but true, Jersey is yet again the furthest boat south. Again we
are being sold the more miles for your money argument (with it coincidentally
tying in with a plan around the weather forecast).
leaving Panama City we have been heading more or less due south.
We were pleasantly surprised by the strength of the wind, which
was nicely on our port beam at the start. However, about an hour
from the start, the fleet sailed into a sizeable wind hole, and
fears of a very long and painful trip down to Galapagos began to
kick in. However, an hour or so later and we had 30 knots on our
helming has been interesting with a strong breeze, but confused
swell. In the groove everything goes well but, every now again,
a large set of waves can knock the stern around too much for comfort.
Given the wind strength, the possibility of broaching (bow points
too close to wind and boat heels over severely) or doing a chinese
gybe (stern goes involuntary through the wind) are quite real.
During the midnight to 4am watch, I was helming when we started
to get far to close to a chinese gybe. Throwing the wheel all the
way over the boat finally reacted and begin to take us into a possible
broach. Flinging the wheel, and myself, to the other side of the
cockpit, I found myself just behind the person grinding the spinnaker
sheet. One of the best ways to reduce power in a broach situation
is to ease the spinnaker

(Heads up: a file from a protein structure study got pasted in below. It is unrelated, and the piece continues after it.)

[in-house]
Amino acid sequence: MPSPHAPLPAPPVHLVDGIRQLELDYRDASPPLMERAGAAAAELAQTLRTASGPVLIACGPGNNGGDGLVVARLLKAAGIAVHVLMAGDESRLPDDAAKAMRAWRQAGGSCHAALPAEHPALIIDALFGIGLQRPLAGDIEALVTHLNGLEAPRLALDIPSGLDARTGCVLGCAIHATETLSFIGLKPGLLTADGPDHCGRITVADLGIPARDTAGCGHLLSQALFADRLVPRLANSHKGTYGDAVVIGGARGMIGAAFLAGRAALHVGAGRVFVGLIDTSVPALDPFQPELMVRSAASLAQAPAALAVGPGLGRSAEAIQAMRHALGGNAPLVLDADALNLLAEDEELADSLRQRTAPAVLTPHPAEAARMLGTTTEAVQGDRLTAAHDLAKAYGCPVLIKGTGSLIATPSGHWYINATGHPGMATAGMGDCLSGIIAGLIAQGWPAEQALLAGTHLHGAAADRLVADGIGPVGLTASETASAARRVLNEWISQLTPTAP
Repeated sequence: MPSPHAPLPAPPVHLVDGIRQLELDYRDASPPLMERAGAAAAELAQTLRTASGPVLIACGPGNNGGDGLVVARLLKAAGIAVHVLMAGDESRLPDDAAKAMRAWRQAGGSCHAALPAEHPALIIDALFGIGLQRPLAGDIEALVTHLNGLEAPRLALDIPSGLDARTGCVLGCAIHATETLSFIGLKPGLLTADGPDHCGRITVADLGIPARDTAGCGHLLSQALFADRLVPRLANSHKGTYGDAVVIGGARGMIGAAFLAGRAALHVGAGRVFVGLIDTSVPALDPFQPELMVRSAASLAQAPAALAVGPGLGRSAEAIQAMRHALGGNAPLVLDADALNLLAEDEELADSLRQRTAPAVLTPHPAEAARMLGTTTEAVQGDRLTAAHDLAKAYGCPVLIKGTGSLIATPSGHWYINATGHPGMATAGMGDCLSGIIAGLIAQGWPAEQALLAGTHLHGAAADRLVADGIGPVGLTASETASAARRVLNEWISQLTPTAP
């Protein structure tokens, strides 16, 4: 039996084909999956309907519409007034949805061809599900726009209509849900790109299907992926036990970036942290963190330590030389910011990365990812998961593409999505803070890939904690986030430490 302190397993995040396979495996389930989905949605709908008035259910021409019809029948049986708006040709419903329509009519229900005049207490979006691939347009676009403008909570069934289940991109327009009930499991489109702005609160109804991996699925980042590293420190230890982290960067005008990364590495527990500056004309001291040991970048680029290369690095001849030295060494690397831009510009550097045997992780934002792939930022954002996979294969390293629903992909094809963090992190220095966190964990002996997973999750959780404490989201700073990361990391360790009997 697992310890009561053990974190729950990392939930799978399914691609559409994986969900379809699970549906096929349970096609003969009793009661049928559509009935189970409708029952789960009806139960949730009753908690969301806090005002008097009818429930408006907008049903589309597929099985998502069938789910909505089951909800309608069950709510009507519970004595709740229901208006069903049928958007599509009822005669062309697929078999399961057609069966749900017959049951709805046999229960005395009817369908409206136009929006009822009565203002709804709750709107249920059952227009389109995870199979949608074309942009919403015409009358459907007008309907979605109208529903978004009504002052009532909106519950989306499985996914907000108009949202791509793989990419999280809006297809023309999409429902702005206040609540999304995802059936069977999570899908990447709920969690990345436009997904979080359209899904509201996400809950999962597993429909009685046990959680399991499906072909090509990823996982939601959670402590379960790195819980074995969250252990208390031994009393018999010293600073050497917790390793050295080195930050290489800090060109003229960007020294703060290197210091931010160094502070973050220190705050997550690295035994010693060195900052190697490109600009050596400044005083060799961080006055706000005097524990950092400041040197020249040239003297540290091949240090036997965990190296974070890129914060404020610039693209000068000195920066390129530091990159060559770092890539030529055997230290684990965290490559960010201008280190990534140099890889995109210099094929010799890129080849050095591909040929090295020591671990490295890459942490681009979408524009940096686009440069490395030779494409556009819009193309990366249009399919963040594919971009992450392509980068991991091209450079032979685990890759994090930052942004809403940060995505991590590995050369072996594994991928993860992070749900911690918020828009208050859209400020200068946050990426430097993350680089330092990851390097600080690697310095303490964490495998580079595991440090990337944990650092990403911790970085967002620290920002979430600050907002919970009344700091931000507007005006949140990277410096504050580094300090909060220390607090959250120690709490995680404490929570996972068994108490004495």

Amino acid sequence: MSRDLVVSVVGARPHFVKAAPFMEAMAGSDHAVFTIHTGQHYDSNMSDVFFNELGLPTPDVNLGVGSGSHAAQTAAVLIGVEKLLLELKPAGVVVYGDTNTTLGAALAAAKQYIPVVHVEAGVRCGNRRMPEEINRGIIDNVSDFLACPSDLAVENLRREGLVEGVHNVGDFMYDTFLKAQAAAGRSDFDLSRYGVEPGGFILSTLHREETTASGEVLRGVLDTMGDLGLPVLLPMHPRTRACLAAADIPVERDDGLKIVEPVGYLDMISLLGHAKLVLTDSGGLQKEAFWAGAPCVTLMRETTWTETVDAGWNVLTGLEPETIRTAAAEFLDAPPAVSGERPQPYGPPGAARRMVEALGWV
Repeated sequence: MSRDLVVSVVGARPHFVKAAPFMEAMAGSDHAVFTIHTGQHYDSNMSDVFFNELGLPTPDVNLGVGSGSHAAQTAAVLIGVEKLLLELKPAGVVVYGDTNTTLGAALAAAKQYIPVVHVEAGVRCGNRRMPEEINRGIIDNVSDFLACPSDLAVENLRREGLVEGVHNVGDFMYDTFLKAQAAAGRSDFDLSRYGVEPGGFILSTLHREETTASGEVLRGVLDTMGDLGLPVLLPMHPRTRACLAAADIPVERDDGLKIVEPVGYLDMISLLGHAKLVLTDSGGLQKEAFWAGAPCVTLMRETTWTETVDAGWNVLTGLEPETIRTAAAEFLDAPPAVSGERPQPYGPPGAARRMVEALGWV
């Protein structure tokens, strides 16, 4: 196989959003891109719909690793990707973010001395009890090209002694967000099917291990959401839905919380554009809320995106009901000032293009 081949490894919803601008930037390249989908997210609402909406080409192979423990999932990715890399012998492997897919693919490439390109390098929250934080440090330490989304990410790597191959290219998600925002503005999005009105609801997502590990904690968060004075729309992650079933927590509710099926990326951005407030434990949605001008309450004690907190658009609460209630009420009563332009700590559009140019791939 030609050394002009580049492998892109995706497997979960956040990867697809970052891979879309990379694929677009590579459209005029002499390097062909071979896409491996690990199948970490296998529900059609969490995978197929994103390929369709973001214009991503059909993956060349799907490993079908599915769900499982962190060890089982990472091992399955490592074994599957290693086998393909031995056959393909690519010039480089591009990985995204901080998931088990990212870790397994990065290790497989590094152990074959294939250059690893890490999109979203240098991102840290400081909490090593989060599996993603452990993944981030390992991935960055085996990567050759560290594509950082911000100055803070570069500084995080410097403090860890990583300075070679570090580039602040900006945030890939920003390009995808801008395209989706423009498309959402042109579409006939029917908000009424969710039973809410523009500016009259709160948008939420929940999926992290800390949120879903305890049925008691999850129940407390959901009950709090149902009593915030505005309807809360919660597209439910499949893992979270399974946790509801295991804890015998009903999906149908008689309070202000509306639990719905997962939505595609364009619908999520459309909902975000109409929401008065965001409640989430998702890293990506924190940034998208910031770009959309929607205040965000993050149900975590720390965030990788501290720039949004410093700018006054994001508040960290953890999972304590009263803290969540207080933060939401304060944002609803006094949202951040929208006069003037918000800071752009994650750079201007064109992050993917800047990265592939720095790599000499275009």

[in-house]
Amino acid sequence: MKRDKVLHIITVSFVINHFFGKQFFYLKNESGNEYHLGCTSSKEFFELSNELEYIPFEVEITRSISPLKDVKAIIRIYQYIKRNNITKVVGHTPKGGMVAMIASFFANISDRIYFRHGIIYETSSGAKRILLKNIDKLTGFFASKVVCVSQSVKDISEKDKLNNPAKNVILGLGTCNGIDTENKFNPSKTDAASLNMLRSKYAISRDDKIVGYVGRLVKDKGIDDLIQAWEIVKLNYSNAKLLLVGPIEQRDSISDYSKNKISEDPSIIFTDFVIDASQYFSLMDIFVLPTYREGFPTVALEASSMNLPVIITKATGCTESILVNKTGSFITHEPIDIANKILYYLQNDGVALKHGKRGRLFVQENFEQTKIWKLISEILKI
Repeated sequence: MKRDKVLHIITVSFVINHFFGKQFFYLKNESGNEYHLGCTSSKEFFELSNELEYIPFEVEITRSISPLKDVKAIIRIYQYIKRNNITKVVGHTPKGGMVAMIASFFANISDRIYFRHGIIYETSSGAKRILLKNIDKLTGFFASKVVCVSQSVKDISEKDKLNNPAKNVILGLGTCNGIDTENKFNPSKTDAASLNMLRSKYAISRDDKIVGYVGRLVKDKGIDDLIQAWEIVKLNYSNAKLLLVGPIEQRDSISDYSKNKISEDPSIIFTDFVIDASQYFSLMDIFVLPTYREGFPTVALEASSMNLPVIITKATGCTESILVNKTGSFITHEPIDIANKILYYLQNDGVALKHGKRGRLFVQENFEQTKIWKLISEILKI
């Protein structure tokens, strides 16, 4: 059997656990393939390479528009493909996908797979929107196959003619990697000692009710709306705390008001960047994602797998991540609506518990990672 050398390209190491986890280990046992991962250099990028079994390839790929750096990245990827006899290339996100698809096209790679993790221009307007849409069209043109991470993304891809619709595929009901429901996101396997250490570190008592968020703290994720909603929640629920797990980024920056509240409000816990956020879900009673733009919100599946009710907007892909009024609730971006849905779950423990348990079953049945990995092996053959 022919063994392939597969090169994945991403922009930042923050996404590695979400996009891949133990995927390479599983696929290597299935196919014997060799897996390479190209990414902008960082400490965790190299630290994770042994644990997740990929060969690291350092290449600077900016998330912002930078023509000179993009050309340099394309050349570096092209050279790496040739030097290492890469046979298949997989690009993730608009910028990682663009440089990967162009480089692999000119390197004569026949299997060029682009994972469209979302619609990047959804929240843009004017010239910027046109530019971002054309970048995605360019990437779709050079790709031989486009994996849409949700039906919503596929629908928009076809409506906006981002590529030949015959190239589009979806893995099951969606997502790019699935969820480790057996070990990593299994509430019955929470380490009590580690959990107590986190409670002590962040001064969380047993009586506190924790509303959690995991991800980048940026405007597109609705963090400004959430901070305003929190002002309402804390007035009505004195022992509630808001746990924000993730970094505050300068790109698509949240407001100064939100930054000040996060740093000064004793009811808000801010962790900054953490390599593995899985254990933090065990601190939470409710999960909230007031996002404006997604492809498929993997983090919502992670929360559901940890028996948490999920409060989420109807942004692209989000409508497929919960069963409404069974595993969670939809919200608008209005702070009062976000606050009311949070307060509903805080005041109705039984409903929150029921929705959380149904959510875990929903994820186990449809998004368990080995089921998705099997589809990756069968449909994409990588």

Marcus claims you could hear my shouts of "Ease" from
miles away. I, however, maintain that I almost whispered, in a very
controlled and calm manner, into his ear. That being as loud as
I could manage through gritted teeth.
Conditions like this have made sleeping difficult, with the boat
being thrown about quite a lot. And while we are only just over
24 hours into the start of this race, the high work rate has left
people tired already. However, with tiredness comes the ability
to sleep during any off watch period, and soon enough the rhythm
will kick in. And on the upside, we are sailing fast. Last night
Marcus hit, what must be a fleet record so far, of 18.3 knots. Good
at the last radio schedule, our southerly course will ensure we
do not keep this position, and those boats favouring the direct
rhumb line course will begin to take miles out of us on a DTG (Distance
To Go) basis. For those of us that crossed the Atlantic that will
be nothing new, and as before we are relishing the more individual